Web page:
The Better World By Design Conference held in Providence, RI in September 2014 hosted a panel discussion about design policy in action. Three panelists from different design policy perspectives presented their most recent experiences of design policy development and outcomes: Moderated by Stephanie F. Yoffee, Design Policy Researcher; Carol Strochecker, Vice Provost, Rhode Island School of Design; Jeff Davis, Principal Planner, Rhode Island Statewide Planning Program; and Lynne McCormack, Director, Rhode Island Department of Art, Culture and Tourism.
The panel demonstrated an example of how a design advisory council might function as a State sponsored organization. The panel showed the importance of collaboration between member representatives from a private educational institution encouraging public/private partnerships in design and innovation, State Planning programs providing data-driven design processes, and recognition of state-of-the-arts/film/tourism activity as an important driver of innovation and economic development for the State. Previously, in 2013, a Design Lab Panel was presented at the Better World By Design Conference featuring panelists from The State of Rhode Island and Massachusetts including State Senator Louis DiPalma, Co-Founder/Director Lisa Carnevale of RIXDesign, and VP of Innovation and Entrepreneurship Carlos Martinez-Vega of Design Industry Group of Massachusetts.
To view the full length video, go to YouTube and see “Design Policy in Context Panel-Better World By Design 2014”
What can a design policy approach bring to the table that doesn’t already exist?
Many design driven projects, including those combined with research and development, result in commercialization and technology transfer of innovative technologies, products and services. This transfer provides a longer arc of economic growth within the State. Examples of design driven tech transfer include…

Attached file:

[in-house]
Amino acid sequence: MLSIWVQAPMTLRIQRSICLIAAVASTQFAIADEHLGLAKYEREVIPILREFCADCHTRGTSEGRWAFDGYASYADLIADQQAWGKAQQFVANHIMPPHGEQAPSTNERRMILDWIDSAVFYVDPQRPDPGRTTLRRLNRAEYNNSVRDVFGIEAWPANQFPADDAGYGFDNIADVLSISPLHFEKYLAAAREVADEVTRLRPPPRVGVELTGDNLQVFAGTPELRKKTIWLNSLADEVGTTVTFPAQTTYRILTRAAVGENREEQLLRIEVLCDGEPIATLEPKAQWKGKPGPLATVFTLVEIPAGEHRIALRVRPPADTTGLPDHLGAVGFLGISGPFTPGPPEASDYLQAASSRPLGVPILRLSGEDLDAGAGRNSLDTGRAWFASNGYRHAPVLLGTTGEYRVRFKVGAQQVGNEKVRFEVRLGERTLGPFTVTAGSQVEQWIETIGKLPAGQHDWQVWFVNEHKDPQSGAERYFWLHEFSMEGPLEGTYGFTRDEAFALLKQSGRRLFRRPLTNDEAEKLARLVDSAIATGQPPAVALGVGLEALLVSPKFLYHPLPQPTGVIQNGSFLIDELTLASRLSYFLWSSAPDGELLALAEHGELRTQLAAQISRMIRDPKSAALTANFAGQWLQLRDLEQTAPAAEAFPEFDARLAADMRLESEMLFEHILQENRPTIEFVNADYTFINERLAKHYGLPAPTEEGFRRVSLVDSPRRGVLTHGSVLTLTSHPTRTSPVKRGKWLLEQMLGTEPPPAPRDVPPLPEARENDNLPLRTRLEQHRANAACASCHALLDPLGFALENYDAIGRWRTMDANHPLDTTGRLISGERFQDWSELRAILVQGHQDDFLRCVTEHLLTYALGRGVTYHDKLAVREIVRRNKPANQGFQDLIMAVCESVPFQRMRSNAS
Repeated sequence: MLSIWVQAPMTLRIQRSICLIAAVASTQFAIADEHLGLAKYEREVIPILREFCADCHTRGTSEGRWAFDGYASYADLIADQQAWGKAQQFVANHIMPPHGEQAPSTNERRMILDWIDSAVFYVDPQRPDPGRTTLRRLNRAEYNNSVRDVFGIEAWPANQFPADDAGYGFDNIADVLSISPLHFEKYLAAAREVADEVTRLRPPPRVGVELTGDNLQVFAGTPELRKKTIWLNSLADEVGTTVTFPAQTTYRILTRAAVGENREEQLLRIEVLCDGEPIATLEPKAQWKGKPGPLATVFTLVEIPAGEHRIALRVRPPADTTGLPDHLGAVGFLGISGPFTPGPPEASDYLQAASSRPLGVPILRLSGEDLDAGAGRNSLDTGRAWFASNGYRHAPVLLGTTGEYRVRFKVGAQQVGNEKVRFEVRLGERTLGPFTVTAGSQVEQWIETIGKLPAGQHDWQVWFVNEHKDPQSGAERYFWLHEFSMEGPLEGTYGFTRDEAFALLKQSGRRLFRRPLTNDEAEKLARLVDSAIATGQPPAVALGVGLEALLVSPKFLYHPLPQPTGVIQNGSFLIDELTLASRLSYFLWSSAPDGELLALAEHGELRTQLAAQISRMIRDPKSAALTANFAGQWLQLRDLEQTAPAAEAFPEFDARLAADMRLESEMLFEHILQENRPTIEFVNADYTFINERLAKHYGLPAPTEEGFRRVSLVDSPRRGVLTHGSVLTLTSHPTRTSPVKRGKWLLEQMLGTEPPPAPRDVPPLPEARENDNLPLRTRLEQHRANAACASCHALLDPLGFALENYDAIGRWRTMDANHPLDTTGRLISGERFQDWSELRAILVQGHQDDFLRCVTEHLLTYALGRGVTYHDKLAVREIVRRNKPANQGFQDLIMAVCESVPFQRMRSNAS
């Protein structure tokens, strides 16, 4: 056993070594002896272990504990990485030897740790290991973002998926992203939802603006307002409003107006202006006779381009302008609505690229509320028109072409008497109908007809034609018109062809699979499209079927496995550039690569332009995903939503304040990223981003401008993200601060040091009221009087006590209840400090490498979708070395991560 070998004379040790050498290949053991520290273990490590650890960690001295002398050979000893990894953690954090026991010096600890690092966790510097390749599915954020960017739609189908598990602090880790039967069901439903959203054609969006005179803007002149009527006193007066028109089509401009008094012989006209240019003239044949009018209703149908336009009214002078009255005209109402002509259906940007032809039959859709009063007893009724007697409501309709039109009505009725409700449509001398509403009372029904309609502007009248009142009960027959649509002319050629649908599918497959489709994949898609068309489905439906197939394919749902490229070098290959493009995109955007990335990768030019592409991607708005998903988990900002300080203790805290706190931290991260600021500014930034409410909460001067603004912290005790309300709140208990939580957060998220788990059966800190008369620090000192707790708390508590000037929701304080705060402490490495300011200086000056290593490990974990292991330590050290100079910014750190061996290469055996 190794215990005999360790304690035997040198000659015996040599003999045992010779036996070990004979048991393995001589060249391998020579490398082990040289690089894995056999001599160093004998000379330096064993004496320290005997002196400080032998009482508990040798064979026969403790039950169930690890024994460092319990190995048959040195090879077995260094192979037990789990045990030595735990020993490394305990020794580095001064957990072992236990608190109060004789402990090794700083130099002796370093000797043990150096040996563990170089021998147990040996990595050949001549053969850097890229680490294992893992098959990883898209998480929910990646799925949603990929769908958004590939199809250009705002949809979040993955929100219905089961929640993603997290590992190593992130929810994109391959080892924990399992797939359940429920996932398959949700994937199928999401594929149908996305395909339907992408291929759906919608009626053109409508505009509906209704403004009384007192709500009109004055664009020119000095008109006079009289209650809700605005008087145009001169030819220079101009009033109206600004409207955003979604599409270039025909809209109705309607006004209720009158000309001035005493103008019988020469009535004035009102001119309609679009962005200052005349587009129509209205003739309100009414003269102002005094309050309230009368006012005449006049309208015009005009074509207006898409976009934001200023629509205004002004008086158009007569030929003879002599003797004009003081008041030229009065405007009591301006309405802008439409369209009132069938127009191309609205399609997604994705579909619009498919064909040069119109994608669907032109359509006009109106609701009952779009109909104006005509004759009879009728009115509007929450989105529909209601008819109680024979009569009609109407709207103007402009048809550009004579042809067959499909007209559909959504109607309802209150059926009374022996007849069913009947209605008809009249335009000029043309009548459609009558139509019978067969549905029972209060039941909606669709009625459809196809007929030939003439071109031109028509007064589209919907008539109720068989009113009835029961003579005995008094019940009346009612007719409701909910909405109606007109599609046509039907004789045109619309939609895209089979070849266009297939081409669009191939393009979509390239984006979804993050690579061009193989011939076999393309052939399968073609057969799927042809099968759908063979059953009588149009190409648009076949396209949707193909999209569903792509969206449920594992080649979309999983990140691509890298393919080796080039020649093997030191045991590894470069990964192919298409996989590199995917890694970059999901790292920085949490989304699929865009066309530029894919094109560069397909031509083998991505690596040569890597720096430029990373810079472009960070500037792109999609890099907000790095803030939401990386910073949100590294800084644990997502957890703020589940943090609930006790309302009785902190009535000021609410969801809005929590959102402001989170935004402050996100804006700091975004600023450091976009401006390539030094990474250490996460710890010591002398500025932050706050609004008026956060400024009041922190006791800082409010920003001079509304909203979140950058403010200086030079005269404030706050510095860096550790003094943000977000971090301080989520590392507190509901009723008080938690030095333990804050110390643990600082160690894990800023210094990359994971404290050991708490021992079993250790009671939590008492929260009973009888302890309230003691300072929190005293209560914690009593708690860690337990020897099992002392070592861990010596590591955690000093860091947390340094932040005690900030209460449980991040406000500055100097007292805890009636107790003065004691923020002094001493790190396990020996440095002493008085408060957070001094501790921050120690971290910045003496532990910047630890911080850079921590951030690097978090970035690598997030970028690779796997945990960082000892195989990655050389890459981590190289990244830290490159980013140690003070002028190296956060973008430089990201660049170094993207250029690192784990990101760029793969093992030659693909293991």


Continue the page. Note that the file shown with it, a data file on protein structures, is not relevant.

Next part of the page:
Can you provide examples of design policy in other States?Massachusetts, Oregon, Rhode Island, California have recognized the value of design driven businesses to produce products and services in transportation, technology and the built environment in their State.
The European Union recently incorporated design as a key component of its EU innovation policy.
—Maren Maier, Design Strategist
In 2015, Americans with and without disabilities will celebrate the 25th anniversary of the Americans with Disabilities Act; noting its impact in creating accessible spaces and also noting its continued inability to shift public and private actors to be inclusive. While the past twenty-five years since the passage of the Act receives reflection, unifying design through a disability-based prism, such as is reflected in concepts like universal design, should be part of the dialogue. Leaders with disabilities should physically and virtually be able in equal measure to work and to play. Please join the interactive dialogue that may culminate in other activities next year.
Gary C. Norman, Esq. LLM
Mr. Norman is a Civil Rights Commissioner, is an attorney and mediator, and is a visible leader with a disability partnered with a guide dog.
Many cities around the world have recognized the value of design policies that encourage development of design districts. Design districts are an interdisciplinary mix of design practitioners from various disciplines, related manufacturing, retail and distribution. The interaction between the participants of the design district foster creativity and attract a diverse audience of
visitors to the area.
The Annapolis Design District is
one example right here in Maryland.
Design policy in States around the Nation is being adopted by government agencies to improve the delivery of government services to the pubic.
One example, in New York City is Civic Service, a project of the DESIS Lab at Parsons The New School for Design.
See the full story at the UK Council website
Maryland Design Day 2016, an introduction to many of the speaker’s and panelist’s dialogues about Design in Maryland will be presented here during the coming months.
Rhode Island School of Design (RISD) launched a new STEAM Map on Capitol Hill in collaboration with US House STEAM Caucus Chair Suzanne Bonamici (D-OR) ). This innovative mapping tool visualizes STEAM activity to enable advocates and practitioners to connect with each other, share best practices and show decision makers the impact and relevancy of art and design. The STEAM Map can be found at map.stemtosteam.org. The list of STEAM members can be found here.
Via SEE Project
The European Commission recently launched an Action Plan for Design-driven Innovation across Europe. See Project speaks to the Directorate-General for Enterprise and Industry at the European Commission about their experiences formulating and implementing the bold plan.